Wuthering Heights is Emily Brontë’s only novel, published in 1847 under the pseudonym Ellis Bell. It is a classic tale of passion, betrayal and revenge set in the Yorkshire Moors. I decided to read this novel partly because Jane Eyre by Charlotte Brontë, Emily’s sister, is one of my favourite novels. I watched a two-part television adaptation of Wuthering Heights a few years back and this also peaked my interest in reading the novel.
Wuthering Heights is a story within a story. The two main narrators of this novel are Mr. Lockwood and Nelly Dean who provide different perspectives on the story. The reader, like Mr. Lockwood, learns about Heathcliff and Cathy who have been friends since childhood. Heathcliff is an orphan child who has been brought to an English home by Cathy’s father, Mr. Earnshaw. Heathcliff and Cathy drift apart as they get older. Cathy’s decision to marry a man from another English family, the Lintons, brings about dire consequences as Heathcliff vows to take revenge.
My review – contains spoilers!
This is a dark, gothic novel. I was surprised by just how much violence there is in this book! This includes child abuse, domestic abuse and animal cruelty. Even Mr. Lockwood is violent in his dream. Emily Brontë vividly illustrates the effects of child abuse on Heathcliff. Namely, if you hit someone, sooner or later they will hit you back. Heathcliff’s cruel upbringing is partly why he ends up filled with violence. Hindley bullied Heathcliff and Heathcliff turns into a bully himself. The effects are devastating. Saying that, I know Heathcliff has been through a lot, but that does not give him carte blanche to act like a despicable scoundrel.
One of the themes in Wuthering Heights is class warfare. As children, Heathcliff and Cathy are like partners in crime. However, Cathy changes after her stay with the Lintons. She aspires to be a lady and acts quite high and mighty. She makes a comment about Heathcliff’s appearance and this is the beginning of their class divide. Even though Cathy loves Heathcliff, she agrees to marry Edgar Linton. Cathy feels that she has to marry Edgar because that is what is expected of her. Crucially, Edgar is wealthy whereas Heathcliff works in the fields. Cathy thinks she is being pragmatic by choosing money over love. Heathcliff wrongly overhears Cathy talking to Nelly and leaves Wuthering Heights for several years to become a gentleman. Wild Heathcliff only becomes a gentleman outwardly, though. You can take Heathcliff out of the moors, but you can’t take the moors out of Heathcliff.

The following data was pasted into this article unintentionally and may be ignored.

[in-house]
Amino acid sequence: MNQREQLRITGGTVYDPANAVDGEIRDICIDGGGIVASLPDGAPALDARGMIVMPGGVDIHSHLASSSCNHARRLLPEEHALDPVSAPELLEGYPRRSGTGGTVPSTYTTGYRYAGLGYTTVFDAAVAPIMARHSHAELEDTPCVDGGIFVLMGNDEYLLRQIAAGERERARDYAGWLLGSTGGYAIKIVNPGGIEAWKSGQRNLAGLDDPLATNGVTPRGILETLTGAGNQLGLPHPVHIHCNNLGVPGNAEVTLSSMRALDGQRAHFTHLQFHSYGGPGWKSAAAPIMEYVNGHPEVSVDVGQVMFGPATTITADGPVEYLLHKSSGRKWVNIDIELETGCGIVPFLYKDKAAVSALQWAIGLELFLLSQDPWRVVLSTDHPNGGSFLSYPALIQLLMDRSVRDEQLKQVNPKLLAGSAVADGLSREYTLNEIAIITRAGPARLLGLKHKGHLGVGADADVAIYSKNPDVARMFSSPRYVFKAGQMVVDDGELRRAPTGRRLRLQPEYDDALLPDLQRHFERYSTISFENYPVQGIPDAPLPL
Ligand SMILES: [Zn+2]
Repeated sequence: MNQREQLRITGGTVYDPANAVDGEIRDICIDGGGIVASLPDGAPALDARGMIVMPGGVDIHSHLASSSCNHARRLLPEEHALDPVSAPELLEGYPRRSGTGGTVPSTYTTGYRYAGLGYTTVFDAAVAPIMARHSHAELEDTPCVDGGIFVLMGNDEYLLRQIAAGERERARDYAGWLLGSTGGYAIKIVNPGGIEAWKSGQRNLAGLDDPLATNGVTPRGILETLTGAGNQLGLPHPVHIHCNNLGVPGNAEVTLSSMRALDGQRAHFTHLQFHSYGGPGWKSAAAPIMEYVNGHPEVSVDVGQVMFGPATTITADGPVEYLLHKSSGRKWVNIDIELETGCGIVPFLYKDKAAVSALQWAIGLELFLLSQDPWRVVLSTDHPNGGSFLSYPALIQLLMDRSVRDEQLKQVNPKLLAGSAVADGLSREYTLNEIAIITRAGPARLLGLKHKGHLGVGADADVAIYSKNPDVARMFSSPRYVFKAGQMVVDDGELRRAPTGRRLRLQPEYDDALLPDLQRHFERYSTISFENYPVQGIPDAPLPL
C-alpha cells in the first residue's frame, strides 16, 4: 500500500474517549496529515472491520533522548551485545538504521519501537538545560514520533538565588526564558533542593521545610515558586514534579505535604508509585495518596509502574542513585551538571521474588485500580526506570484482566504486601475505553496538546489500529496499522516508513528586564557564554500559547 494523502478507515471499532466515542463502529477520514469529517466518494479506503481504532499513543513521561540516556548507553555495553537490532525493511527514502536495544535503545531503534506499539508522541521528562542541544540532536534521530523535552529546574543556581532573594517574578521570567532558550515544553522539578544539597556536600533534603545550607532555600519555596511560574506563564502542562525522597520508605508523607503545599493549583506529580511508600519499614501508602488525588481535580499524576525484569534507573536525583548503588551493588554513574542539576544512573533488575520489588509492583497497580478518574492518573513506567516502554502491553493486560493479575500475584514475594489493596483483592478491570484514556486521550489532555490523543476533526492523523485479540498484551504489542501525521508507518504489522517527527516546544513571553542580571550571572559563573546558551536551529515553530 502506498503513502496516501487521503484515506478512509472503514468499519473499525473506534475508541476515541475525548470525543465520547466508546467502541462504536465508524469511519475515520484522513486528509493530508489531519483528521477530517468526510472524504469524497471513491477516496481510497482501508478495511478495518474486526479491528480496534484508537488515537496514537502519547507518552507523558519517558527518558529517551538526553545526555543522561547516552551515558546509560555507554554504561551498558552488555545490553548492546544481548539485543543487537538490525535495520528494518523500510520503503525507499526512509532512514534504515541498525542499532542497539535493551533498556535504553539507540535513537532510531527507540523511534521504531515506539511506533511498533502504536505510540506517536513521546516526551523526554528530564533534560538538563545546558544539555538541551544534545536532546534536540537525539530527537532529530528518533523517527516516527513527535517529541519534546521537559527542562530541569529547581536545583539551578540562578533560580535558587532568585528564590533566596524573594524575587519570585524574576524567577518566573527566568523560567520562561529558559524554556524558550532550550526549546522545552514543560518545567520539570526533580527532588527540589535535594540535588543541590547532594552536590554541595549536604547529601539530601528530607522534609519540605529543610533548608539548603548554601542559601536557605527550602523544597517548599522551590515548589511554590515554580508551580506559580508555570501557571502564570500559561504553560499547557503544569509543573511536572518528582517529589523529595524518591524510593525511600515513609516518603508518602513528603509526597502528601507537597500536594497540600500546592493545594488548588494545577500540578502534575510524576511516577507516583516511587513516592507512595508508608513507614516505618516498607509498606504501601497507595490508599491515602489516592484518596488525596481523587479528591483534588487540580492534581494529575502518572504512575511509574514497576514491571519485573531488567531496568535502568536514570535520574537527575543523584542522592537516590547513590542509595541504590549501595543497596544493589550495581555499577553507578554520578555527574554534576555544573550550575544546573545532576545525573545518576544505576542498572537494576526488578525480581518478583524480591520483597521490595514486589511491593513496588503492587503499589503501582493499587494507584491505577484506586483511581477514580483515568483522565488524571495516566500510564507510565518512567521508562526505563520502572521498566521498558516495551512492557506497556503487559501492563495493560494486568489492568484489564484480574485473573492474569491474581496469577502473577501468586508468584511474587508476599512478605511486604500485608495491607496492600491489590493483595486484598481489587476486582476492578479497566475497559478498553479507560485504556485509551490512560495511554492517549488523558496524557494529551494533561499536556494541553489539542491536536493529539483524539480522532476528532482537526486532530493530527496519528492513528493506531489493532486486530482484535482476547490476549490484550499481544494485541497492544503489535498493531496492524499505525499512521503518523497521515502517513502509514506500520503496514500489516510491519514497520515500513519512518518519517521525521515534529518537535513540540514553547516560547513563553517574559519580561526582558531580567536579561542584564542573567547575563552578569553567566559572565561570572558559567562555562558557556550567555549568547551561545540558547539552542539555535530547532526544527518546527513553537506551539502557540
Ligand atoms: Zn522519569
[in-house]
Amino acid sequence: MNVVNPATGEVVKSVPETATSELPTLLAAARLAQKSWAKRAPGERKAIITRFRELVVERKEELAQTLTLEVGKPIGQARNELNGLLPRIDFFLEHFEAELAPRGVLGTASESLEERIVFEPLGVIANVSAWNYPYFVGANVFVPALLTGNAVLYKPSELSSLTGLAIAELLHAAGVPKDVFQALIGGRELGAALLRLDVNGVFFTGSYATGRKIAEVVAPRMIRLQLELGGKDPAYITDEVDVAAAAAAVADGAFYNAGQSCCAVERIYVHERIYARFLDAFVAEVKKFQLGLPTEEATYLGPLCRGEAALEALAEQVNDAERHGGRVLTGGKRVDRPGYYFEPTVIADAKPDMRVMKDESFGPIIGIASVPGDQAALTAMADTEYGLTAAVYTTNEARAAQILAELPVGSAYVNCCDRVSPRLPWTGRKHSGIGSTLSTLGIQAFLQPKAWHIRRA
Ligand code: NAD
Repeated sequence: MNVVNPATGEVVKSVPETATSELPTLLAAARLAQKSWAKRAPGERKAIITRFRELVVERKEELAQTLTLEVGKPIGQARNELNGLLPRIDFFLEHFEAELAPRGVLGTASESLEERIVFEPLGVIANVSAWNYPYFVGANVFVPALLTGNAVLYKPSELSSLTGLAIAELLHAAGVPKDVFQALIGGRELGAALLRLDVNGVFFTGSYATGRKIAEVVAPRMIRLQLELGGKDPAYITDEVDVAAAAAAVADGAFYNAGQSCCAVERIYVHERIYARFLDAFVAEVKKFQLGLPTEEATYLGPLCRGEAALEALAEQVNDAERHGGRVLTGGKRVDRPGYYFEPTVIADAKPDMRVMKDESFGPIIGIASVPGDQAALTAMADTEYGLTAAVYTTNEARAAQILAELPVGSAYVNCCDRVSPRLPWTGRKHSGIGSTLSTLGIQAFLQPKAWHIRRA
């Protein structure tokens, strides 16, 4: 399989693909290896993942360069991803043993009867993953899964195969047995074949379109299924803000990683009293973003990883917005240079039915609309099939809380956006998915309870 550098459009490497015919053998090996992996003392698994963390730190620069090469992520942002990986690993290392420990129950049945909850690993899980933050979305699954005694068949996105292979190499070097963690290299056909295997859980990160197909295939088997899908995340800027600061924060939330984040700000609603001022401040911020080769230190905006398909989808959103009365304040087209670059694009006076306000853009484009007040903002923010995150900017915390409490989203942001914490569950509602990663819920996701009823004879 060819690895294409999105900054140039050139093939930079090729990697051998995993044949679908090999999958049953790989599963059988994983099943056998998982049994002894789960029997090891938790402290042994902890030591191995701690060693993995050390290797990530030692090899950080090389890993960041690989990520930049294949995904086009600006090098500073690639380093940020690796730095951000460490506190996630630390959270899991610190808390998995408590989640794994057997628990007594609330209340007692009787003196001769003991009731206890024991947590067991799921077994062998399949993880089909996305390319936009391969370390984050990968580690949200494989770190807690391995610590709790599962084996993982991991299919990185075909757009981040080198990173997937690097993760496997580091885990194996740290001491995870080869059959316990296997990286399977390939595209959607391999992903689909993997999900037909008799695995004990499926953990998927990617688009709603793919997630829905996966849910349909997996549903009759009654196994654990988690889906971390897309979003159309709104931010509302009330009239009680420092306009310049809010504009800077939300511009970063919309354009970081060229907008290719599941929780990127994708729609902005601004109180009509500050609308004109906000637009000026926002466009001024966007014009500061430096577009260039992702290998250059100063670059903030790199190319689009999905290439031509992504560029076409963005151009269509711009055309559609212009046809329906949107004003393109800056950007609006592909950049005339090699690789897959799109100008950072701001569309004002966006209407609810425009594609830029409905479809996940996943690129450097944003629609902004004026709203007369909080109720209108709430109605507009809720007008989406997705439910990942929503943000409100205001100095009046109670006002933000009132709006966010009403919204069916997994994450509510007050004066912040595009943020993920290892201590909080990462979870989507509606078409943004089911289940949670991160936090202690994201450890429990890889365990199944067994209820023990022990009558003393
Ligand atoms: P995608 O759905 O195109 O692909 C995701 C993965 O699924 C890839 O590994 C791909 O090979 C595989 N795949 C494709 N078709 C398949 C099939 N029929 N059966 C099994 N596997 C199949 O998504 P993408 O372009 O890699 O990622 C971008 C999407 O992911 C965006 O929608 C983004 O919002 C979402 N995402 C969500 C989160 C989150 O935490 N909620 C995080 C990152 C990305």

Heathcliff is the perfect anti-hero and he reminds me of Satan from Milton’s Paradise Lost. Heathcliff is described as the devil by most of the characters: Isabella asks in a letter to Nelly whether Heathcliff is “a devil”. Heathcliff takes revenge on the all the people who have wronged him over the years. Like Satan, Heathcliff has no chance of happiness so he decides to ruin it for everyone else.
I found it hard to like any of the main characters. They are all so flawed and provoke strong reactions. On the other hand, it’s their flaws that makes them interesting. Heathcliff and Cathy are both selfish and unlikeable: they think the world revolves around them. They’re perfect for each other, in that sense. I think if Heathcliff really loved Cathy he would have waited for her, or at least left her alone in peace. Gone With the Wind Spoiler! Rhett Butler waited for Scarlett O’Hara: she got married twice before finally marrying Rhett.
Isabella annoyed me. Cathy warned her that Heathcliff was trouble and yet Isabella elopes with Heathcliff even after he almost kills her puppy. Her puppy for crying out loud! Isabella probably thinks Heathcliff is mysterious and misunderstood, and that she can change him. Heathcliff is not misunderstood, he’s a jerk. And Edgar? I cried a little when he died. Maybe that’s because he still loved Cathy even though they were incompatible.
The only character I had any sympathy for was Hareton. It’s not Hareton’s fault that Heathcliff raised him in ignorance so that he became illiterate. Underneath his ‘tough guy’ exterior, Hareton is actually quite sweet and thoughtful. Hareton decides to become literate for Cathy junior, who cruelly mocks his efforts to read and rebuffs him, at first. Hareton and Cathy junior can make their relationship work though, unlike Heathcliff and Cathy.
Wuthering Heights is a powerful, dramatic and well-written novel. I like the depth of the characters and the complex range of emotions they exhibit. These are frustrating, messed up characters you love to hate. I think the ending effectively showed how not even death could make Heathcliff and Cathy part. If a book can make me cry, even a little bit, it must be a good read. I prefer Jane Eyre to Wuthering Heights but this is a classic novel in its own right.
My rating: ★★★★☆